Chitrakuta (is a town and a nagar panchayat in Satna district in the state of Madhya Pradesh, India. It is a town of religious, cultural, historical and archaeological importance, situated in the Bundelkhand region, bordering Chitrakoot district in Uttar Pradesh, India. Chitrakoot Dham (Karwi) is a nearby town. It is known for a number of temples and sites mentioned in Hindu scriptures.
Machu Picchu, Peru
Machu Picchu – "Old Mountain", pronounced [ˈmɑtʃu ˈpixtʃu]) – is a pre-Columbian 15th-century Inca site located 2,430 metres (7,970 ft) above sea level. It is situated on a mountain ridge above the Urubamba Valley in Peru, which is 80 kilometres (50 mi) northwest of Cusco and through which the Urubamba River flows. Most archaeologists believe that Machu Picchu was built as an estate for the Inca emperor Pachacuti (1438–1472). Often referred to as “The Lost City of the Incas”, it is perhaps the most familiar icon of the Inca World.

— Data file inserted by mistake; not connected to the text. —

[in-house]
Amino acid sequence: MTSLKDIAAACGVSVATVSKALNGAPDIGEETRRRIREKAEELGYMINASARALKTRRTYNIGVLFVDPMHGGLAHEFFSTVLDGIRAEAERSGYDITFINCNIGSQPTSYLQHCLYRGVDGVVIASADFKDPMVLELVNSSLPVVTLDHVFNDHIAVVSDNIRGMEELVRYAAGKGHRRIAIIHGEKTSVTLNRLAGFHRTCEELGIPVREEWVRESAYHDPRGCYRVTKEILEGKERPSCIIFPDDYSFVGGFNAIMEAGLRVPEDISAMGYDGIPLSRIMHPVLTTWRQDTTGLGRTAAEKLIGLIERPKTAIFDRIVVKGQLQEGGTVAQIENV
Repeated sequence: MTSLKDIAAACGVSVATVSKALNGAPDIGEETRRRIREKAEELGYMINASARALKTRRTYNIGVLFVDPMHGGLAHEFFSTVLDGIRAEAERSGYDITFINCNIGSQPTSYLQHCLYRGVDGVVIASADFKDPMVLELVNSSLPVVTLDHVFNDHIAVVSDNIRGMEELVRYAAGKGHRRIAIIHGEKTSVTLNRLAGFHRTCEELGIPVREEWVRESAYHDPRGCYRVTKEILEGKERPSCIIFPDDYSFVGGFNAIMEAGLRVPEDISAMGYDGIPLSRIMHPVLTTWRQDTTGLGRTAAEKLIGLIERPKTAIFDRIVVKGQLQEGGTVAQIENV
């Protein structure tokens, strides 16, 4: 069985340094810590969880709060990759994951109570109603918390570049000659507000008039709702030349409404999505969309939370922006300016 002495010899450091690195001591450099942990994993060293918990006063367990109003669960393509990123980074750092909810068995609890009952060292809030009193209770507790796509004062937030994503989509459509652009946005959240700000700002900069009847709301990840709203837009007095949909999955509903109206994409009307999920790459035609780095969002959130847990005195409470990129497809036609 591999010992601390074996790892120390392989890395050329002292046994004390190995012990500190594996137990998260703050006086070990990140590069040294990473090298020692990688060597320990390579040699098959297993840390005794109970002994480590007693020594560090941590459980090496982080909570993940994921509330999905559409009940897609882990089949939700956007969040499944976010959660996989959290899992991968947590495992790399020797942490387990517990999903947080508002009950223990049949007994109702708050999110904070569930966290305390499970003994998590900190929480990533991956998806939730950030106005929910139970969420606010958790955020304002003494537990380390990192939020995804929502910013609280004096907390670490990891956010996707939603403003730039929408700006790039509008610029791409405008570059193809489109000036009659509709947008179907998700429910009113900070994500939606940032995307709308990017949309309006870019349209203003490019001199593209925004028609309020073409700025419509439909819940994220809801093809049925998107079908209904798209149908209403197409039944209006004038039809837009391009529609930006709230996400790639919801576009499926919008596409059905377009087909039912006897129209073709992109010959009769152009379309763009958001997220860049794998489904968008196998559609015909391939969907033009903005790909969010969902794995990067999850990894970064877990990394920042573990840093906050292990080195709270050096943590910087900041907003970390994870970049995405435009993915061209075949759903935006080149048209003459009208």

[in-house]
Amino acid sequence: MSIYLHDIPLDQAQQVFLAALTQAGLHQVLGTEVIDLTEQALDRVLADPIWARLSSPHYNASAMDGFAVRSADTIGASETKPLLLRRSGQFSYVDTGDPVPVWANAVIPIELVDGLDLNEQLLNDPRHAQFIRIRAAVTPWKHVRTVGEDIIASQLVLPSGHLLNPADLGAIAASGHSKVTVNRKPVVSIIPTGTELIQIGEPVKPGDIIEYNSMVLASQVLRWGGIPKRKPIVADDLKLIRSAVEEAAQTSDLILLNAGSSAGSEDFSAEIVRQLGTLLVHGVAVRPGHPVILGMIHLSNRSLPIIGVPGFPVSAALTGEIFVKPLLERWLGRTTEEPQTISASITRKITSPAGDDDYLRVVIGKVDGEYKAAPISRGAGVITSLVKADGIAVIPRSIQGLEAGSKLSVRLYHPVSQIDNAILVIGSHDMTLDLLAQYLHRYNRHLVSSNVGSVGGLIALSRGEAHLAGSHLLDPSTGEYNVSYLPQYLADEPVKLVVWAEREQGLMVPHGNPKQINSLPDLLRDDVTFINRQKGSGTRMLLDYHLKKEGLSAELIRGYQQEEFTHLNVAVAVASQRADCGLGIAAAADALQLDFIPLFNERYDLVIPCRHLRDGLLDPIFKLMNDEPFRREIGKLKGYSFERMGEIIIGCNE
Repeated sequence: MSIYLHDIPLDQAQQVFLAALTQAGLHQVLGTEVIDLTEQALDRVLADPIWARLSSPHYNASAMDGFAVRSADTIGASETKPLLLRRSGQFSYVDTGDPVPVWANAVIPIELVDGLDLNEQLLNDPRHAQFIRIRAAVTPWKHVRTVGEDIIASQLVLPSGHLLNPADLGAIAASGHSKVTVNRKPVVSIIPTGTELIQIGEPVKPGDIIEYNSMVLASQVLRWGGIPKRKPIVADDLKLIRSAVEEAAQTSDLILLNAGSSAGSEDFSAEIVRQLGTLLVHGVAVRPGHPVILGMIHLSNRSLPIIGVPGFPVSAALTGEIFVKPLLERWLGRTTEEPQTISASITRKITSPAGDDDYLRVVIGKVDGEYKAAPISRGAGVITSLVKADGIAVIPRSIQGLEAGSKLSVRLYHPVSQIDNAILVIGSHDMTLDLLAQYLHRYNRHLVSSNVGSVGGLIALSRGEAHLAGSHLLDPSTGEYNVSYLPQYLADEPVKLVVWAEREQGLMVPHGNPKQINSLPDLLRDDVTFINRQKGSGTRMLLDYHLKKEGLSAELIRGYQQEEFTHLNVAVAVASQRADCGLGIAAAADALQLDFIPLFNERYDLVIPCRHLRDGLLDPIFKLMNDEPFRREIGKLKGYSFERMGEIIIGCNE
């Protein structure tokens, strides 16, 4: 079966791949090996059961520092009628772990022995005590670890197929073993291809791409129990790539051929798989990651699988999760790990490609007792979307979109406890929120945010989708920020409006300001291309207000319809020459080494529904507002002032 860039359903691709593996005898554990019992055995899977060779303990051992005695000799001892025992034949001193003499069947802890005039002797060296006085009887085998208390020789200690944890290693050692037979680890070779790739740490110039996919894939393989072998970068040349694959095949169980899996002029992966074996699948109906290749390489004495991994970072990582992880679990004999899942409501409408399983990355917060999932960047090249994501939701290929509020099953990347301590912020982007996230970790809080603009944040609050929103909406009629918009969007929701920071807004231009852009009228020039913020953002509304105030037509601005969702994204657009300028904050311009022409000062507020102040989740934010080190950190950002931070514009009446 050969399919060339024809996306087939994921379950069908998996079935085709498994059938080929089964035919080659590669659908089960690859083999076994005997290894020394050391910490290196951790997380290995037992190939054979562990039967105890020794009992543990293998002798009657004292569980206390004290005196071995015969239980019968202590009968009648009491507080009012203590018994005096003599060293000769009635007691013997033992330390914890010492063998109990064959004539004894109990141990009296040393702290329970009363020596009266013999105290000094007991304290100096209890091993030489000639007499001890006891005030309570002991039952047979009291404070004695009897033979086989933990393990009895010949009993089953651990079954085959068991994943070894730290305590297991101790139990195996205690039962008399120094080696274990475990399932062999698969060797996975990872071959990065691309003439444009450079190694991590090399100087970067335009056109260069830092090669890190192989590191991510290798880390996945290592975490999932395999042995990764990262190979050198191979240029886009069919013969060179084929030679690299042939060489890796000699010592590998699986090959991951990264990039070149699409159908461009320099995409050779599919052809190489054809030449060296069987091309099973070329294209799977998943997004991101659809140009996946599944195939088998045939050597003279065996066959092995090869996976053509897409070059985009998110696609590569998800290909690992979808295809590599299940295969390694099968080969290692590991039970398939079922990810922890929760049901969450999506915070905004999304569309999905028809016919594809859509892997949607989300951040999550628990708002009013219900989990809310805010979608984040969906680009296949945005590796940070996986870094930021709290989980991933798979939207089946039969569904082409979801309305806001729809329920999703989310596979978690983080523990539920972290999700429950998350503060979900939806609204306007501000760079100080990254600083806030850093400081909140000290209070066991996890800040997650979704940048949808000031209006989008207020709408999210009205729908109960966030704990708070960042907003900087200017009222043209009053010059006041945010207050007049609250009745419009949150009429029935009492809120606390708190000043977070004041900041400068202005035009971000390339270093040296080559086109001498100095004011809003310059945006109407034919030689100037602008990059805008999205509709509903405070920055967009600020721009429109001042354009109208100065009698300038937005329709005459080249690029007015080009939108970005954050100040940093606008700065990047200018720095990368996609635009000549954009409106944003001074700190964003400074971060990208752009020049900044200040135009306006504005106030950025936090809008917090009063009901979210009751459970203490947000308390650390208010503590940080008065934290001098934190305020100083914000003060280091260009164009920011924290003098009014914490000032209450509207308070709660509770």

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12 Amazing Ancient Cities